goodreads: (Peanut: Book geek)
Title: An Age of License
Author: Lucy Knisley
Genre: Memoir, graphic non-fiction
Rating: 4/5
# pages: 195
Date read: April 2015, April 2017

Midnight picnics at the Eiffel Tower; wine tastings paired with blowgun lessons; and romance in cafés, cemeteries, and at the Brandenberg Gate--these are just some of New York Times best-selling cartoonist Lucy Knisley's experiences on her 2011 European book tour. "An Age of License" is both a graphic travelogue and a journal of her trip abroad.


Ever since reading "Relish" I've known that I wanted to read more by Lucy Knisley. I finally got the chance, and I was not disappointed! In "An Age of License", Lucy travels around Europe, which means that I knew many places she visited (and many of the quirks she talked about), so that just added to the charm.

I love how Lucy obviously uses her drawings as a form of journaling. Being a journaler myself, this adds an element of relateability for me, as do the personal anecdotes she adds to her work. I'll definitely be on the lookout for her other books as well!
goodreads: (Peanut: Book geek)
Title: Coraline (graphic novel)
Author: Neil Gaiman
Genre: Fantasy
Rating: 3/5
# pages: 186
Date read: April, 2015

When Coraline steps through a door in her family's new house, she finds another house, strangely similar to her own (only better). At first, things seem marvelous. The food is better than at home, and the toy box is filled with fluttering wind-up angels and dinosaur skulls that crawl and rattle their teeth.

But there's another mother there and another father, and they want her to stay and be their little girl. They want to change her and never let her go. Coraline will have to fight with all her wit and all the tools she can find if she is to save herself and return to her ordinary life.


Disclaimer: I've never read the original, but thought the graphic-novel version would be perfect for the read-a-thon. The drawings were gorgeous, but as usual I feel like I can take or leave Neil Gaiman as a story-teller... although that's perhaps not an entirely fair assessment, considering the medium, which did mean that it was at best a very superficial version of the story.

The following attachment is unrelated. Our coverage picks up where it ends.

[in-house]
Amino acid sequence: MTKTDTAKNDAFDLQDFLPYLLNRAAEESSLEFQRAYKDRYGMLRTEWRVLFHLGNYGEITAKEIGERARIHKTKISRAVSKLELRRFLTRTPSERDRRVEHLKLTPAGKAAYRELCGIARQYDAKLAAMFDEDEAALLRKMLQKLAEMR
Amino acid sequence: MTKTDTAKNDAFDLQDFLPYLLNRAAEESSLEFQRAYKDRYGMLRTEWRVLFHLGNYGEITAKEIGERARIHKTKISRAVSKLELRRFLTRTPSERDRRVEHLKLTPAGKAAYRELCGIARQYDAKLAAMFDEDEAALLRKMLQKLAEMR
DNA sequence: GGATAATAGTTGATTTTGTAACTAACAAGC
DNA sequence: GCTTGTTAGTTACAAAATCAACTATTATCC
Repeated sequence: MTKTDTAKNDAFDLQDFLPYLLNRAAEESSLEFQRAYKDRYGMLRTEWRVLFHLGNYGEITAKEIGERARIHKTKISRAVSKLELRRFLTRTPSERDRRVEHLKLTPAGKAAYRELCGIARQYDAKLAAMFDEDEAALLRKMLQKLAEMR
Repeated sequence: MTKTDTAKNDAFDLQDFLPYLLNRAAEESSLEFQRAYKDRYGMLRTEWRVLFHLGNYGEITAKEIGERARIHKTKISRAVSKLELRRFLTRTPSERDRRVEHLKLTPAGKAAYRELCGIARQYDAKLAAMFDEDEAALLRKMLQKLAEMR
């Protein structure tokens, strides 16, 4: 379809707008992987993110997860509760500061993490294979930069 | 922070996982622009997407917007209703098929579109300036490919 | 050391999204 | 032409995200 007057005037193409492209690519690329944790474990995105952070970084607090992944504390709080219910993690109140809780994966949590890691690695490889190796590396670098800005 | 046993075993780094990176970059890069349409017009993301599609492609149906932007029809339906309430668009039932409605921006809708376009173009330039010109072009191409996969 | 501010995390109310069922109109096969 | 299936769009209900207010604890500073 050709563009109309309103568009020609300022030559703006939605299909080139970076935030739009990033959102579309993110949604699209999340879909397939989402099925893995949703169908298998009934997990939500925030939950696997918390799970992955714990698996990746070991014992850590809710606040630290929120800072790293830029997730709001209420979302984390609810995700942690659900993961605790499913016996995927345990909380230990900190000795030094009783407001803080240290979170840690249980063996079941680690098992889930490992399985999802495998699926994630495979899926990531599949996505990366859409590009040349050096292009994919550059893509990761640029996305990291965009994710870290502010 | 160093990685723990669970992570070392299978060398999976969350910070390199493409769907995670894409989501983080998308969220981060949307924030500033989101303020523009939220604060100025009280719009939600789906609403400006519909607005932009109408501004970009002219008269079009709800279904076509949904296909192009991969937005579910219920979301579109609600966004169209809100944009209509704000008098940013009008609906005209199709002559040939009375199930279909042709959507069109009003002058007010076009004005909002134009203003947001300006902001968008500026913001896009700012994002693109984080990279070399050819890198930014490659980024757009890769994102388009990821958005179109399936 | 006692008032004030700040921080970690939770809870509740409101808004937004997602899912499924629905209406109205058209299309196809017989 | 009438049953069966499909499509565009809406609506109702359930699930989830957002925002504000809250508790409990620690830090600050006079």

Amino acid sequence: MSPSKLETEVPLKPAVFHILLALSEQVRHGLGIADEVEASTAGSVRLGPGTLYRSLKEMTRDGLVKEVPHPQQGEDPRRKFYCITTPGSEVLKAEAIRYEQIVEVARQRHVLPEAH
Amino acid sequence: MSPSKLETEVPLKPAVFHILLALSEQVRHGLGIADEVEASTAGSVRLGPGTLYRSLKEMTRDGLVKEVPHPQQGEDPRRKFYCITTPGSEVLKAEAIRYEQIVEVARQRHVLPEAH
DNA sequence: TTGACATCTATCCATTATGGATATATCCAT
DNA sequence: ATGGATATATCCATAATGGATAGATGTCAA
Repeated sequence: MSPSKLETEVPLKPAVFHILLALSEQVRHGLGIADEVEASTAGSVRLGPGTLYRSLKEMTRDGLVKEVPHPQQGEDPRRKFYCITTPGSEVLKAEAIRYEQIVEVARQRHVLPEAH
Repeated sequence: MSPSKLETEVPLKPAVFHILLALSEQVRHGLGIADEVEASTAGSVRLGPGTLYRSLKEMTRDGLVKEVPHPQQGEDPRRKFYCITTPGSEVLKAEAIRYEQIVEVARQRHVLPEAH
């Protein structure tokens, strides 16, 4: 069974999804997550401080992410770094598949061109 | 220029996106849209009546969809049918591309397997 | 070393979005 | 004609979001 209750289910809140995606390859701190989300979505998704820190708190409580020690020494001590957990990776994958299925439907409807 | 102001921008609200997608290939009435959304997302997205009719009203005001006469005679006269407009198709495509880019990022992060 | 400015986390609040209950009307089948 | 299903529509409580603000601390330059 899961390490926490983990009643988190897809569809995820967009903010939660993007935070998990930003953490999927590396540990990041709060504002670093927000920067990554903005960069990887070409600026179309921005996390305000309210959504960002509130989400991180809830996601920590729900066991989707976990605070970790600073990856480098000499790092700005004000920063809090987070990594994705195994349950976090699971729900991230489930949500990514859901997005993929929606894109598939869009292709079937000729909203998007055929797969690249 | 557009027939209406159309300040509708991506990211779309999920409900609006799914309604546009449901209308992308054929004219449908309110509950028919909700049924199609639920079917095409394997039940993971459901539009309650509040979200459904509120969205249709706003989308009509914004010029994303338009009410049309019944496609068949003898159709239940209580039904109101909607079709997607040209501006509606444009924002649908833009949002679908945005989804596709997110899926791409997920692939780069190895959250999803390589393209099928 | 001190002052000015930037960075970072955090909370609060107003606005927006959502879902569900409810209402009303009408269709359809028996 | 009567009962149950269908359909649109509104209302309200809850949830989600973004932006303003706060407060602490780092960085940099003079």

goodreads: (Peanut: Book geek)
Title: Manga Classics: Pride and Prejudice
Author: Jane Austen, Stacy King & Po Tse
Genre: Graphic Novel
Rating: 3/5
# pages: 377
Date read: February, 2015

Fair disclaimer first: I don't usually read graphic novels (although I am starting to branch out), and in fact, this was my first manga ever. While I had no problems at all getting used to reading right-to-left, and appreciate that way of staying true to the media, I quickly realized that I am not a fan of these types of drawings. It seemed entirely too cutesy for me.

However, that is personal opinion and definitely not an indication of the quality of the drawings. They were objectively very gorgeous and extremely detailed - even in the lower res of the ARC.

It is, of course, a very simplified and abridged version of Jane Austen's masterpiece (as it would have to be - even at 377 pages!) which unfortunately emphasizes that the plot itself is rather silly and unrealistic, when not clothed in Jane Austen's amazing prose. I did catch myself in thinking, "Sheesh, really?" several times, but of course Po Tse and Stacy King couldn't change the plot, and everything was very true to the book... which makes me wonder if I'd find the book equally silly if I was to reread it now.

But silly or not, I do love P&P, and it was fun to read this different version of it, and it did come across as a true homage to the original. There can be no doubt that both the illustrator and the editor are big fans of the book.

I'd recommend it without hesitation, but as an addition to reading the original - not instead of doing so.